Fifth Circuit rules strict Texas voter ID laws violate Voting Rights Act
A federal appeals court found that exceedingly strict voter ID laws in Texas violated the Voting Rights Act of 1965 due to the laws’ disparate impact on minorities.
The United States Court of Appeals for the Fifth Circuit recently ruled that a Texas voter identification law, also known as Senate Bill 14, discriminates against African-Americans and Hispanics by diminishing their ability to vote. Although the Court did not make a determination on whether Senate Bill 14 was enacted with a discriminatory purpose, it did find that the law violated the Voting Rights Act of 1965 (“the Act”).
The Voting Rights Act of 1965 was Congress’s response to the resistance of state officials to properly enforce the Fifteenth Amendment
The Act, signed into law on August 6, 1965, by President Lyndon B. Johnson, was Congress’s response to the resistance of state officials to properly enforce the Fifteenth Amendment. This resistance resulted in the failure of anti-discrimination laws to protect the voting rights of citizens of all colors and nationalities. Among the provisions of the Act are nationwide bans on denying the right to vote based on the results of literacy tests or any other practice or procedure that discriminates on the basis of race, color, or membership in a language minority group.
The Act’s effectiveness in prohibiting voter discrimination was largely reduced in 2013 when the Supreme Court struck down a provision that allowed federal oversight of election laws in nine states (including Texas) with histories of racial discrimination, a key provision of the Act. While the Act still bans laws aimed at stifling minority voting, since the 2013 Supreme Court decision it has been unclear exactly what types of laws the Act will invalidate.
Senate Bill 14 is one of the strictest in the country and requires voters to bring a government-issued photo ID to the polls
After the decision of the Fifth Circuit, it is clear that at least some courts are not willing to tolerate voter ID laws as strict as those currently being used in Texas. Senate Bill 14 is one of the strictest in the country and requires voters to bring a government-issued photo ID to the polls.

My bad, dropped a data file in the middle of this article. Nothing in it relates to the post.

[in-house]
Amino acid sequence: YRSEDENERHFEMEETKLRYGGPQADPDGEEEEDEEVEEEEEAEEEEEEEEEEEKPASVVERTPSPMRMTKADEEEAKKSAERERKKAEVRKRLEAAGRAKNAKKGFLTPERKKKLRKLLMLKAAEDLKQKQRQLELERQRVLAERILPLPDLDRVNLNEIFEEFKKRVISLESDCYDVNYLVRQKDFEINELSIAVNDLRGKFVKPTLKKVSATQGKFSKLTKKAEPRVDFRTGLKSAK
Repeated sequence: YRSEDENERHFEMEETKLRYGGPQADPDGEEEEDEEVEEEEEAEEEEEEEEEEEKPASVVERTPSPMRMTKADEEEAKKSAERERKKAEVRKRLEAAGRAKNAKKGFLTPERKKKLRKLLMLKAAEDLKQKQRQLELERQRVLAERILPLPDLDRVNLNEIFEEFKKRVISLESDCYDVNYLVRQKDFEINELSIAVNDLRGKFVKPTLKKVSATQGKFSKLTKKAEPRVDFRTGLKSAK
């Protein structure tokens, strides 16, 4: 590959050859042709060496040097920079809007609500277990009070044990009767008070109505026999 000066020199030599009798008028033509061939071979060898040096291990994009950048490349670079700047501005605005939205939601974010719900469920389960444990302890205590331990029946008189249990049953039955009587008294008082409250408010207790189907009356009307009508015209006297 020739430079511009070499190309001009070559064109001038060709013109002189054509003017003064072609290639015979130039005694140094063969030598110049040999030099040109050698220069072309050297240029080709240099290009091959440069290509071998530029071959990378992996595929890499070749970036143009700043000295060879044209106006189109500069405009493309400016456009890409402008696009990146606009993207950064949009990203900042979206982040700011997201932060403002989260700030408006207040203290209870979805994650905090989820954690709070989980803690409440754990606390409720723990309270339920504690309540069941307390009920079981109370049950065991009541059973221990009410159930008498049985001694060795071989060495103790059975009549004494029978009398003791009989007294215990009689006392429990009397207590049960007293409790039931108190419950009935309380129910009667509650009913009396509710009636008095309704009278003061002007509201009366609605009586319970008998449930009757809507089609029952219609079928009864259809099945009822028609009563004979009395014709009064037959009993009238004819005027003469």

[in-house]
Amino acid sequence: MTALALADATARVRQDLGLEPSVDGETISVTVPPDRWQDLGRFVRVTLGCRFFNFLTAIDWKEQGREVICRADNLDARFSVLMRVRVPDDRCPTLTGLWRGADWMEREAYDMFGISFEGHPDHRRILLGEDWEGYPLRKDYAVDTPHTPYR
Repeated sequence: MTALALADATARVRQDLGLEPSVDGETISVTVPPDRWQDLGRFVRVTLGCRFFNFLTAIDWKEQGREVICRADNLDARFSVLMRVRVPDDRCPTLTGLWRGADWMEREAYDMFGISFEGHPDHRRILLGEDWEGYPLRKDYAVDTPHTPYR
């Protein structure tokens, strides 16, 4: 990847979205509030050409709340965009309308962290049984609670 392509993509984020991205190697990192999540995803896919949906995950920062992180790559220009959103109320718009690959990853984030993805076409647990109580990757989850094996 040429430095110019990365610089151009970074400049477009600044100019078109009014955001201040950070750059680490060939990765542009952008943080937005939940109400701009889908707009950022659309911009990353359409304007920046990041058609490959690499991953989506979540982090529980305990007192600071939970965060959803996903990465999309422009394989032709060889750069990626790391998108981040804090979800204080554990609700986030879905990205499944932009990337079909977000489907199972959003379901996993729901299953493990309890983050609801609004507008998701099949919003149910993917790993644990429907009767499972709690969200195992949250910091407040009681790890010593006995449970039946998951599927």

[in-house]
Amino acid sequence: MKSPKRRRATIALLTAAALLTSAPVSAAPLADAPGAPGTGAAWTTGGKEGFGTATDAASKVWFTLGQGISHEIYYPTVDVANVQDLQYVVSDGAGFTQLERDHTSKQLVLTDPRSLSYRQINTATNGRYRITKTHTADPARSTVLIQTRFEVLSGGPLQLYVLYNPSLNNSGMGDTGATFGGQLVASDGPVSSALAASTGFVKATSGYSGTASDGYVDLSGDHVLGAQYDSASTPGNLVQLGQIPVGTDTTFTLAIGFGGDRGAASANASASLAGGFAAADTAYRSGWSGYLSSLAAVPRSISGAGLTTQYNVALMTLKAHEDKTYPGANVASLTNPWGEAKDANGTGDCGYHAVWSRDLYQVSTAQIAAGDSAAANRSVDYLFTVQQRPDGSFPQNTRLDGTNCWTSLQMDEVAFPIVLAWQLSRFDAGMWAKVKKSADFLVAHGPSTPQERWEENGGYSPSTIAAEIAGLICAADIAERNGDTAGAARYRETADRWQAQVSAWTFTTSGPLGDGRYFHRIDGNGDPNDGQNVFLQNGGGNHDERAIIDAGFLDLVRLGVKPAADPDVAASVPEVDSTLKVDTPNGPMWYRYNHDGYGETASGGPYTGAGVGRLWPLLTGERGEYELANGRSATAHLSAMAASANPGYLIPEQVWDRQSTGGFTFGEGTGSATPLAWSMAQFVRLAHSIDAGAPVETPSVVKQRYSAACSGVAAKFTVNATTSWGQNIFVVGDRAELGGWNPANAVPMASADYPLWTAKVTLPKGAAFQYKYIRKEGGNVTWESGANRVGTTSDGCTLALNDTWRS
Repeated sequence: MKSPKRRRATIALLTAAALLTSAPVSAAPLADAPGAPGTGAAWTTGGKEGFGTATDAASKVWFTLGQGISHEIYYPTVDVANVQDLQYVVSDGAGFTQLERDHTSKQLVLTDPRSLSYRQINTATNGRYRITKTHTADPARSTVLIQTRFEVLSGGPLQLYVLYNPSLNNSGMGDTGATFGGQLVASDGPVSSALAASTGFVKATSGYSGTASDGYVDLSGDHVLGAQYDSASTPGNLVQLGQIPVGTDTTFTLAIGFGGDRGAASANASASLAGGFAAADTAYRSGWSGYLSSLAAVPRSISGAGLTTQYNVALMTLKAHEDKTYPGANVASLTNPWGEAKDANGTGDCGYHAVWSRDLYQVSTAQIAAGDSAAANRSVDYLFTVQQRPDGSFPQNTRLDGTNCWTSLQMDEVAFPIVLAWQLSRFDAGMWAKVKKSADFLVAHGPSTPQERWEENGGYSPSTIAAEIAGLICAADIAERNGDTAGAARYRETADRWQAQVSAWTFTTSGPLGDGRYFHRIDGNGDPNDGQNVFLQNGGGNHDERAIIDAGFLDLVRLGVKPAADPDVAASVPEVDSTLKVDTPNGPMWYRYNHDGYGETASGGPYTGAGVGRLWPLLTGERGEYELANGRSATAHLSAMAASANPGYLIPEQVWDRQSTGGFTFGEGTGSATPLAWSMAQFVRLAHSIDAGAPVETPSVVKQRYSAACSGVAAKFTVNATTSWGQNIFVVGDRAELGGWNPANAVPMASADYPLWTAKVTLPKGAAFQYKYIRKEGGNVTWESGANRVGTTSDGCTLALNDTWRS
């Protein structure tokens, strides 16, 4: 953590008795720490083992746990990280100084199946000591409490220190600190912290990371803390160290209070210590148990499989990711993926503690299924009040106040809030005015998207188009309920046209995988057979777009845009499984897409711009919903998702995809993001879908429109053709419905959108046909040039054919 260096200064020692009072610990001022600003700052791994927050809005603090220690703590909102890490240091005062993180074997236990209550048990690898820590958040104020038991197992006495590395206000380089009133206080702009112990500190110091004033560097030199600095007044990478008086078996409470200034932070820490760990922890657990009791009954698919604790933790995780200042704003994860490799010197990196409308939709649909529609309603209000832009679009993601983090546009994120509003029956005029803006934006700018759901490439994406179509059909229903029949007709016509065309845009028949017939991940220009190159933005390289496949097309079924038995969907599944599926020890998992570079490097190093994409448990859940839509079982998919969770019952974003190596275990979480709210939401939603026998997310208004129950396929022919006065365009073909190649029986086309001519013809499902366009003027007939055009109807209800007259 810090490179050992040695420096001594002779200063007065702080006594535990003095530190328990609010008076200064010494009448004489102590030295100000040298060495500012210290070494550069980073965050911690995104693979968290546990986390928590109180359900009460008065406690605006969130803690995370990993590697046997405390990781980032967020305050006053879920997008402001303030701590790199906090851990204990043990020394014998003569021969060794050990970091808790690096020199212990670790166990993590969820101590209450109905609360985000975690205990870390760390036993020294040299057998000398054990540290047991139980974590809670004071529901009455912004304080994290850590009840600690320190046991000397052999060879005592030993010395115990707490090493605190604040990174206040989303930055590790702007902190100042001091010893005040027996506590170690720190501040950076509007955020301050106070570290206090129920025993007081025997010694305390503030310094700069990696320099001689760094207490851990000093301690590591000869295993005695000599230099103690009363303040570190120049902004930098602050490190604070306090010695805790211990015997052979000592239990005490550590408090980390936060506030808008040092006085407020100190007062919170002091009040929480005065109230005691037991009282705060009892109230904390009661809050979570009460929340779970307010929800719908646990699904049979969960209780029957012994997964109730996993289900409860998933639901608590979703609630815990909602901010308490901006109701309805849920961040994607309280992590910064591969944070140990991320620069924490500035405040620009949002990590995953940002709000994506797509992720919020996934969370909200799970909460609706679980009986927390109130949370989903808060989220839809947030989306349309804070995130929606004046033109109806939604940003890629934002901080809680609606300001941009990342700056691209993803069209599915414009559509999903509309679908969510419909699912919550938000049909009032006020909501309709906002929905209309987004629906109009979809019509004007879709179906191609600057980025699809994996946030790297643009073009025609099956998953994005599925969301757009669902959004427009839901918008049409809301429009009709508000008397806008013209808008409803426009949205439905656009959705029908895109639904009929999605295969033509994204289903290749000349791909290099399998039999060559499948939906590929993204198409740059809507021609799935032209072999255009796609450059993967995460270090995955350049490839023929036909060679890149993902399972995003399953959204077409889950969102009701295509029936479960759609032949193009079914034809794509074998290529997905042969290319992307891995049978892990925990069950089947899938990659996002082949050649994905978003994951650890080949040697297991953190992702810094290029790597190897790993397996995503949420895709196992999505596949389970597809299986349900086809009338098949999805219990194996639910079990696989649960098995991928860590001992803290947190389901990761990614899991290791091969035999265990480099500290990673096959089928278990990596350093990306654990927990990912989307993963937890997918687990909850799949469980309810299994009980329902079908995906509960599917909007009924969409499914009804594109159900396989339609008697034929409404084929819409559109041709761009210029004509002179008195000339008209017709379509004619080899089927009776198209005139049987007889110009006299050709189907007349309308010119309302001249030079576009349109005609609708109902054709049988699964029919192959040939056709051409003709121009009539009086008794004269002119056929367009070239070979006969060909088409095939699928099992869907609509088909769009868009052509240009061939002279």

Prior to the implementation of Senate Bill 14, a Texas voter could cast a ballot in person by presenting a registration certification, which is a document mailed to voters when they register to vote. Voters who did not have the certificate could cast a ballot by signing an affidavit and presenting one of multiple forms of acceptable identification, including a current or expired driver’s license, a photo ID (including student and employee IDs), a utility bill, a paycheck, a bank statement, or a government document showing the voter’s name and address.
Senate Bill 14 requires voters to present a much more specific type of ID at the polls. The acceptable forms of ID include: (1) a Texas driver’s license or personal ID card issued by the Department of Public Safety that has not been expired for more than sixty days; (2) a U.S. military ID card with a photograph that has not been expired for more than sixty days; (3) a U.S. citizenship certificate with a photo; (4) a U.S. passport that has not been expired for more than sixty days; (5) a license to carry a concealed handgun issued by the Department of Public Safety that has not been expired for more than sixty days; or (6) an Election Identification Certificate (“EIC”) issued by the Department of Public Safety that has not been expired for more than sixty days. In order to receive an EIC, a registered voter is required to present either one form of primary ID, two forms of secondary ID, or one form of secondary ID and two pieces of supporting information.
The plaintiffs claimed that Senate Bill 14 . . . was enacted with a racially discriminatory purpose and has a racially discriminatory effect
The Texas legislature passed Senate Bill 14 in 2011 and began enforcing the law in June 2013. Shortly thereafter, multiple plaintiffs and intervenors filed suits to enjoin the enforcement of the law, all of which were consolidated before a federal district court in Texas. The plaintiffs include multiple individuals suing in their personal capacities, as well as numerous organizations, such as the Texas Association of Hispanic County Judges and County Commissioners, the Texas League of Young Votes Education Fund, the Texas State Conference of NAACP Branches, and the Mexican American Legislative Caucus of the Texas House of Representatives.